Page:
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Download Healing the Shame That Binds You epub

by John Bradshaw




Download Healing the Shame That Binds You epub
ISBN: 0585105251
ISBN13: 978-0585105253
Category: Self-Help
Subcategory: Personal Transformation
Author: John Bradshaw
Language: English
Publisher: Health Communications; PF edition (1988)
ePUB size: 1334 kb
FB2 size: 1609 kb
Rating: 4.9
Votes: 684
Other Formats: txt lit mobi lrf

Worla
Ah. So It has a name. That feeling that follows us through years and years, that keeps eating at us and deteriorating our life. At first you double the efforts to keep on functioning and achieving ("put your back into it!"). Some achievements come with that. But you feel increasingly drained, fearful of disasters and failure (which can lead you smack into some of them btw), and just so gd tired. And weirdly empty, disconnected and phony even to yourself. Soooo.... bit by bit you keep on trying to quench that nagging dissatisfied thirst with... well, just plain more. More work. More "fun" (a world of problems here, none of them fun at all). More money. More shoes. And always thinking "when I get that new (i) car (ii) job (iii) promotion (iv) title (v) ring etc etc etc, I'll feel better. More serene and real. I'll find "my" place, where I "belong"".
One therapist once told me that this sounded like "when I grow up...". I never forgot that.
This book is important. To me, it was an absolute revelation.
If you identify with anything I wrote above, check this book out. It brings an almost immediate feeling of relief. What happens after the first eureka moment is up to each one of us and our individual stories. But, as a group, it's like realizing your symptons are documented and part of a disease that afflicts a lot of people and not just you - and which CAN be treated; which has nothing to do with your real identity.
And that place? Where we belong? It's right there inside each of us, patiently waiting for us to come back. I'm trying to find my own way back, and this book was the most precise and clearest "guide" I found so far. For the first time in my life, I feel like I'm on my way. Using the right road and all. At the right pace.
I do wish I had come across this before. But then again, time and place for everything, right?
godlike
My second time around for this one--a little less challenging this time, but so very appropriate and the beginning of healing--and I am an old (81) lady now. Much of my shame was self-imposed, not following my own moral/ethical rules and shaming my self.
Ral
Bradshaw writes a compelling book on the inner tormentor that has poisoned and ruled so many of our lives.

From a genuine and soul-affirming account of the author's own personal childhood shaming trauma, to treatises on how shame develops psychologically, to chapters of how to combat and console wounded characters, to a (too) brief treatise on the numinous and spiritual, Bradshaw covers nicely the various facets of what it means to be shamed toxically, and how to recover and even thrive.

Whether for personal self-help, or to learn perhaps academically on the topic, or even as an aide to therapists and their ilk, I highly recommend this book as an eye-opener on this "daimonic" (all-encompassing) facet of life.
Samulkree
this is a fantastic book about problems we experience with anxiety, self-esteem, and how we see ourselves and the world. learned a lot about myself in time of crises!!
Katishi
I love John Bradshaw's book on recovery. I have many of them. They helped a lot during my recovery from childhood. I recommend this book to all my friends.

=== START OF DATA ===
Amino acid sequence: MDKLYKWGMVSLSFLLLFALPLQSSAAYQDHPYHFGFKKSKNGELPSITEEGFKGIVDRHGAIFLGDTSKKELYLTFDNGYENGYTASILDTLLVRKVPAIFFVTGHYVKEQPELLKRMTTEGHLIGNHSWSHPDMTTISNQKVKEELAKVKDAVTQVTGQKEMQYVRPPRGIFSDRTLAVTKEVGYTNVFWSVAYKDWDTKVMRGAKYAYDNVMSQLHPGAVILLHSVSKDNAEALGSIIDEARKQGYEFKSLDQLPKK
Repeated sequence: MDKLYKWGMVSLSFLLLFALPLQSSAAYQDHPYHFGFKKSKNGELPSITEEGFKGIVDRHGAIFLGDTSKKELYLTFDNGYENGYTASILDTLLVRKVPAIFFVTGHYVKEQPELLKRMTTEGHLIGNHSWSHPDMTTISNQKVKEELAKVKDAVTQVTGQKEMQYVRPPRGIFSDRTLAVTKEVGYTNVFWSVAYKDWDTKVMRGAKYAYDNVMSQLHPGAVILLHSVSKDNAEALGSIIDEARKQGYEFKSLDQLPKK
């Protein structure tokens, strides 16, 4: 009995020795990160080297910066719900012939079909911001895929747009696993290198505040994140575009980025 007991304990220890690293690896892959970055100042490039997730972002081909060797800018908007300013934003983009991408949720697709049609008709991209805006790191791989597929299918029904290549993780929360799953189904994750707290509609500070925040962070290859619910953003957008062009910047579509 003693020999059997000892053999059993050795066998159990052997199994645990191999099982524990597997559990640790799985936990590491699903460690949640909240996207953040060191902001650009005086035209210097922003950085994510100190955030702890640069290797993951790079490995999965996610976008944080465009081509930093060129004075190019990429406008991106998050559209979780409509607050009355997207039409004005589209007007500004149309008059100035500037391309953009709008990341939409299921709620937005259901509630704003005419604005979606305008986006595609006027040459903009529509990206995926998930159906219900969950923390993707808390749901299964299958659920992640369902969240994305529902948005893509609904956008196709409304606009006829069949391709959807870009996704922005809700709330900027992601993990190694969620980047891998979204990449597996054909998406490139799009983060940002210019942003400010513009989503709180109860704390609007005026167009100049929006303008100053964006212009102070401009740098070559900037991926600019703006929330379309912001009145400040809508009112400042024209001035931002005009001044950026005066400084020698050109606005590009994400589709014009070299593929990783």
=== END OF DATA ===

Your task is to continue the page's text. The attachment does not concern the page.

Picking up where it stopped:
Runeshaper
Bradshaw's book is a fantastic one, second only to Alice Miller's book, "Prisoners of Childhood". When I realized that this was the same person who was on public television talking about healing the child within, I knew that I had to read this book. I could so relate to his stories about shame that the book made me want to cry. Anyone who is struggling with an addiction from alcohol, drugs, sex, food will be able to relate to this book. I am dealing now with a husband who is overly critical and I was searching for ways to deal with his difficult behaviours. I photocopied Bradshaw's seven tips for dealing with critical people. He states that these people are really shame based and deal with their own shame by shaming and judging others. This makes perfect sense to me. I used one of his strategies one time when my husband blew his top and started being negative and critical of me. I decided to use the "cofusing strategy" which involves using a word that you make up to throw your critic off the track and confuse them so they do not know how to respond. Instead of reacting in anger to his negative remarks, I replied calmly, " How perspicacious of you dear to understand me so well! He looked confounded and confused and then, with a defeated look on his face, he admitted, " You always use these big words that I don't understand." Ha, ha! I managed to avoid an argument because he didn't know whether he'd been complimented or insulted! It put me back in control!
Qumen
After reading dozens of self-help books, most of which were very good, this is the one I can re-read over and over. I'm not sure if the author being the same gender as I has a little to do with it, but this book resonated with me throughout. I've found a pretty unanimous consensus in my readings of the consequences of childhood trauma, abuse, and neglect, but John Bradshaw writes with such a command of the topic. Perhaps his philosophical background allows him to put it in its larger humanistic context, I don't know. The outline is not the typical linear approach to abuse recognition and recovery, but rather one that recognizes the disparity of individual responses to a pretty universal issue of shame and its effect on modern human psychology.